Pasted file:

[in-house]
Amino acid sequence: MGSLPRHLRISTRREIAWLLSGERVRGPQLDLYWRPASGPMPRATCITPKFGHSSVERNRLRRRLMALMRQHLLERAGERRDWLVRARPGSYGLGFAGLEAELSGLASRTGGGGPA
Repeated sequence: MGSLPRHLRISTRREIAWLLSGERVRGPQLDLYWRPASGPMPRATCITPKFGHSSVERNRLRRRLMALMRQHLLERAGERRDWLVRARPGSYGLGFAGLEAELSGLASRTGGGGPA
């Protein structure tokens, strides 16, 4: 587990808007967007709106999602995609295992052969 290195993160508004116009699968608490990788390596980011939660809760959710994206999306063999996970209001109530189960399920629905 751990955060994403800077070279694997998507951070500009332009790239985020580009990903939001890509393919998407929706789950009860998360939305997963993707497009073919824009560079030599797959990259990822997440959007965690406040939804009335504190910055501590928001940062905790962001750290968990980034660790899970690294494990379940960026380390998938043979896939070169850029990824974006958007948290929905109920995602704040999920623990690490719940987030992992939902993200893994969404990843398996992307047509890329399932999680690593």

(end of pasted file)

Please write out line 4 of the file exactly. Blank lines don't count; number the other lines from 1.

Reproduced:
């Protein structure tokens, strides 16, 4: 587990808007967007709106999602995609295992052969 290195993160508004116009699968608490990788390596980011939660809760959710994206999306063999996970209001109530189960399920629905 751990955060994403800077070279694997998507951070500009332009790239985020580009990903939001890509393919998407929706789950009860998360939305997963993707497009073919824009560079030599797959990259990822997440959007965690406040939804009335504190910055501590928001940062905790962001750290968990980034660790899970690294494990379940960026380390998938043979896939070169850029990824974006958007948290929905109920995602704040999920623990690490719940987030992992939902993200893994969404990843398996992307047509890329399932999680690593």